The mere prospect of Hillary Rodham Clinton running for president again is evidently provoking outrage among old adversaries -- from Rush Limbaugh and Fox News to Maureen Dowd -- whose appetite for bogus "Clinton scandals" will never be sated. With the fizzling of Benghazi after an official State Department probe found no wrongdoing by the former Secretary of State, her critics have moved on, casting a gimlet eye on the charitable foundation built by her husband, the former president, over the past decade. Although Hillary has mostly been very busy elsewhere, the foundation provides an ample target for speculation and spite -- so long as critics ignore what it actually does for people around the world.
When the New York Times assigned two reporters to examine the finances and administration of the Clinton Foundation, which recently added the names of Hillary and daughter Chelsea to its official title, the results were all too predictable: a front-page article ominous in tone, rife with insinuations and gossip, and distorted by major errors. Such is the habit of the newspaper of record, where the phony Whitewater "scandal" originated in a similarly flawed story more than two decades ago. That journalistic disgrace, spurred forward by dozens of Times editorials and op-ed columns, distracted the nation for years, harmed many innocent people besides the Clintons, and cost the Treasury more than $50 million -- a troubling episode for a great newspaper.
Now the Times is suggesting that the Clinton Foundation, a charitable organization responsible for saving and improving millions of lives every year, has been financially mismanaged and misused for personal enrichment, among other problems. And those accusations have been amplified not only by the Clintons' traditional enemies on the Republican right, who mortally fear a Hillary 2016 electoral juggernaut, but in a rather deranged column by Dowd as well.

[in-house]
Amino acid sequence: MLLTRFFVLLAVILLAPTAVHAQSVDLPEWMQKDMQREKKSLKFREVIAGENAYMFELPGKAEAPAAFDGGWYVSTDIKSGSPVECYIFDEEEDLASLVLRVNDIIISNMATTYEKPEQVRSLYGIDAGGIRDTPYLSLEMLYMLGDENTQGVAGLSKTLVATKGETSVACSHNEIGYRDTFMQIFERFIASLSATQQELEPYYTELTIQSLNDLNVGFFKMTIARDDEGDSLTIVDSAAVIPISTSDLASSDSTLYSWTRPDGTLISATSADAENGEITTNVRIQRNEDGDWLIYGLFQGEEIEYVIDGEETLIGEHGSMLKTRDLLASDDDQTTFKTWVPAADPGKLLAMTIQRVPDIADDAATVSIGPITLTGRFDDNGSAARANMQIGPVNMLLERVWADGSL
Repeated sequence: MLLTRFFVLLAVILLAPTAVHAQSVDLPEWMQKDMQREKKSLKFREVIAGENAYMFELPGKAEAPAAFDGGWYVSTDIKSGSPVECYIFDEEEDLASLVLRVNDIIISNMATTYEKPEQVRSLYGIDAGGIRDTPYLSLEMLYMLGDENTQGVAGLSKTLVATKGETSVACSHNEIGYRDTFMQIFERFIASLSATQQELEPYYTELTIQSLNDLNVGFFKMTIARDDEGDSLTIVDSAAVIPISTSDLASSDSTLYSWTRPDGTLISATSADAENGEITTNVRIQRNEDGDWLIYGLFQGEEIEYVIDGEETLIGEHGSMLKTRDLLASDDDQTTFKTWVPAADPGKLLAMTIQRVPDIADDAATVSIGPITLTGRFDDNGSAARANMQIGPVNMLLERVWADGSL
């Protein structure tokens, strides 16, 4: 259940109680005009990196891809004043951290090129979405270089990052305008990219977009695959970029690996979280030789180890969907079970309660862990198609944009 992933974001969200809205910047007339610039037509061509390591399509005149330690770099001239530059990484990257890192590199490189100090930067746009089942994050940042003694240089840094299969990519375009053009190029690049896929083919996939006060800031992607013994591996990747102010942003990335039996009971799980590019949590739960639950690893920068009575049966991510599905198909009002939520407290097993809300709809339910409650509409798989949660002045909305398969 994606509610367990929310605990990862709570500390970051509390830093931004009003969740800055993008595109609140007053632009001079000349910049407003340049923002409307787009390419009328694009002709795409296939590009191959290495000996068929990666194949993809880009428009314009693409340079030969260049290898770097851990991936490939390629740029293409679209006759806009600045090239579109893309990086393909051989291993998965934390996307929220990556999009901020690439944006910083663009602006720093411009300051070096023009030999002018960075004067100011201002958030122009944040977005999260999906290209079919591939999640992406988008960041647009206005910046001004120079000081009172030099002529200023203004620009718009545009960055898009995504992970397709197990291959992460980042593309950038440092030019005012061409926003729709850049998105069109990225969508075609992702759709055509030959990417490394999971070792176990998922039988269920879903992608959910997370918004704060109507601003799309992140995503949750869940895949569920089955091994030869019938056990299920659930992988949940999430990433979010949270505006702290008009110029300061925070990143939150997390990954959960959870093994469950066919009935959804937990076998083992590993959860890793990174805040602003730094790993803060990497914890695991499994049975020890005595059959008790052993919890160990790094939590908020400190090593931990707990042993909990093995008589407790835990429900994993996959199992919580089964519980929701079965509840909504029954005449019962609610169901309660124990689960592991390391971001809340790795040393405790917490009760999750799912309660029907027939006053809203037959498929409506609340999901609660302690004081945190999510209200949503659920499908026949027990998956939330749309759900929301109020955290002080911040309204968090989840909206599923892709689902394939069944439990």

The article that the Times published on Aug. 13 jumbled together a string of alleged concerns and anonymous accusations, largely lacking in substance. The story indicated, for example, that Douglas J. Band, former counselor to President Clinton who has since left the foundation to build a consulting firm, is guilty of serious conflicts of interest -- without specifying a single actual conflict.
A number of companies impressed by Band's creation and management of the Clinton Global Initiative -- one of the premier venues for corporate social responsibility on the planet today -- have hired his firm to advise them. He has also apparently persuaded companies to support CGI with money and other commitments. Exactly how did such activities compromise CGI or the Clinton Foundation, or harm anyone at all? Readers would find no clear answer in the Times. Instead, its reporters dished out unflattering, largely irrelevant anecdotes about Band and Ira Magaziner, whose work at the Clinton Health Access Initiative has provided vital drugs, tests, and medical services to millions of patients across Africa and around the world.
Furthermore, someone told the Times reporters that Band and Magaziner had quarreled about various issues. Plainly, the notion that personal or professional conflict might occur in a worldwide organization with thousands of employees shocked the Times. (But when similarly nasty and pointless newsroom gossip about Jill Abramson erupted in Politico, the top Times editor and her friends felt deeply offended.)